That Wednesday, in what I thought was going to be a routine staff meeting, my work life collapsed. The publisher of the newspaper told me that the issue I was already working on would be our last.

A few days later he changed his mind and had us put out more issues, which was a relief in the sense that I was maybe not losing my job–oh, and that 125 years of publishing history wasn’t being flushed down the toilet–but it was also a lot of work. I wasn’t writing in the mornings anymore; I was weeping ugly stress tears.

Two months later, it now looks like we’ll be okay. I feel like I’m starting to crawl out of the hole that chaos dropped me into. Somehow I’ve managed to write one story. I was kind of a bad writer and sent it virtually un-edited to the anthology I wrote it for, because I just couldn’t manage to write it in time to get feedback. Other writers take note: never do this. I will be shocked if they accept the story (but at least it’s drafted, right? sometimes even a missed deadline is useful).

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Tomato, tomat, tómatar

Photo: Henrik Omma / Wikimedia Commons You say “tomato,” I say tómatar.

Photo: Henrik Omma / Wikimedia Commons
You say “tomato,” I say tómatar.

It’s been a while since I worked in education (teaching composition to mostly indifferent first-year college students), and even longer since I was a student in the full-time sense, so today when I think about education I think about language. You see, about a year ago, having begun work at something called the Norwegian American Weekly, I started learning Norwegian.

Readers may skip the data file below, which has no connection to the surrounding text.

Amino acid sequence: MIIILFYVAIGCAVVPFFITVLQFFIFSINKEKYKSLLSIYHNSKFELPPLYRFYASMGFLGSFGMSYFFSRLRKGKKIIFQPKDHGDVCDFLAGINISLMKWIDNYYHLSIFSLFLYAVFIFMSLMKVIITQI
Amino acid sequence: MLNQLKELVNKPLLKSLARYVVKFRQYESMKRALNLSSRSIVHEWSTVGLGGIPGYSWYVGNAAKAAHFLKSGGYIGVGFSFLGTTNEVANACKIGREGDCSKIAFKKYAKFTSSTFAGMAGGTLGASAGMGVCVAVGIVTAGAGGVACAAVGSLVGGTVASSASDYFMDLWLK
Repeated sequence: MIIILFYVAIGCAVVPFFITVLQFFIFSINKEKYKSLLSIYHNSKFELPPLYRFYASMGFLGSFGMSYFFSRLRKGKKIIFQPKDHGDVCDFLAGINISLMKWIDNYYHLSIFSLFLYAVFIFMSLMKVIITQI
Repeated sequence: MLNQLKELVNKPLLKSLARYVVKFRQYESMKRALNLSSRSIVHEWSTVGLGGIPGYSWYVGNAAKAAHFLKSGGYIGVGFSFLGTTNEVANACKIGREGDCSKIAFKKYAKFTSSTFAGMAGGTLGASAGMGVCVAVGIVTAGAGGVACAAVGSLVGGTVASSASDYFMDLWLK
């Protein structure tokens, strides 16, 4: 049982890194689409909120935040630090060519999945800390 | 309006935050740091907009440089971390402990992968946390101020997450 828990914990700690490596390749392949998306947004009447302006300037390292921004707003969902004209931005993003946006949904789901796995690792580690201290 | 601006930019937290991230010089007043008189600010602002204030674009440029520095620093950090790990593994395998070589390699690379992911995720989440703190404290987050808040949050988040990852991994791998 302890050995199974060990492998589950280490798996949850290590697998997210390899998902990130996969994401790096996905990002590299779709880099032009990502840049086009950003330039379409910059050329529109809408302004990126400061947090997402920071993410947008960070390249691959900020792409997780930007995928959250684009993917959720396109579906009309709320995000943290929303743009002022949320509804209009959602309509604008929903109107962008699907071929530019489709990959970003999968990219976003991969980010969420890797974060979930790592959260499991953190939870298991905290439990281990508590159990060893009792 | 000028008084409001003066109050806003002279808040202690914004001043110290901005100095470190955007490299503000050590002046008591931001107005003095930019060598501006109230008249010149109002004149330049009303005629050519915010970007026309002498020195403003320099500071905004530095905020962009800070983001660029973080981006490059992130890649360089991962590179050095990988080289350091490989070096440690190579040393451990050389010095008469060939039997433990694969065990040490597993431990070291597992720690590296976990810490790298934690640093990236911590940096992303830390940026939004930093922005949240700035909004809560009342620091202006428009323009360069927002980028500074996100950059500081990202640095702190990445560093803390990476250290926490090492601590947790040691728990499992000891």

I never picked up much beyond “tusen takk” and “klem” from my Norwegian family, and when I’d tried as a kid to take Norwegian classes I quit as soon as my parents let me, because it was boring and irrelevant.

Or so I thought, right? I couldn’t have known then how relevant it would later become to me.

At various points I have flirted with languages—French, Bahasa Indonesia, American Sign Language—with very limited success. Weirdly, none of those felt very relevant to me either. Today I feel confident in exactly three hand signs: “thank you,” “awkward,” and “bullshit.” I don’t suppose this will be very helpful in conversation with a deaf person.

Even on the brief trips that I took to Indonesia and France, I got little use out of my very limited language skills.

Fast-forward to about four weeks ago. I was in Iceland, hooray! On one of our first lunches we went to Hamborgarafabrikkan, and as I was staring at that long word something clicked, and I exclaimed to my friends (probably much too excitedly), “It’s the hamburger factory!” On the matseðill, many words looked familiar. And not just words like tómatar, that any rube could puzzle out, but also things like rauðlaukur, which seemed similar enough to a norsk rødløk to mean red onion.

Of course the English version was printed on the other side of their menu (which deserves a whole story in itself), but I was amazed how much even my limited Norwegian allowed me to read (simple) things in Icelandic.

It’s these kinds of connections that make learning relevant, of course, but also fun. If only my English students could have found my lessons on proper apostrophe use as exciting! But perhaps they found it more challenging to find examples of this in their daily lives to relate to.

This article originally appeared in the Feb. 20, 2015, issue of the Norwegian American Weekly. To subscribe, visit SUBSCRIBE or call us at (206) 784-4617.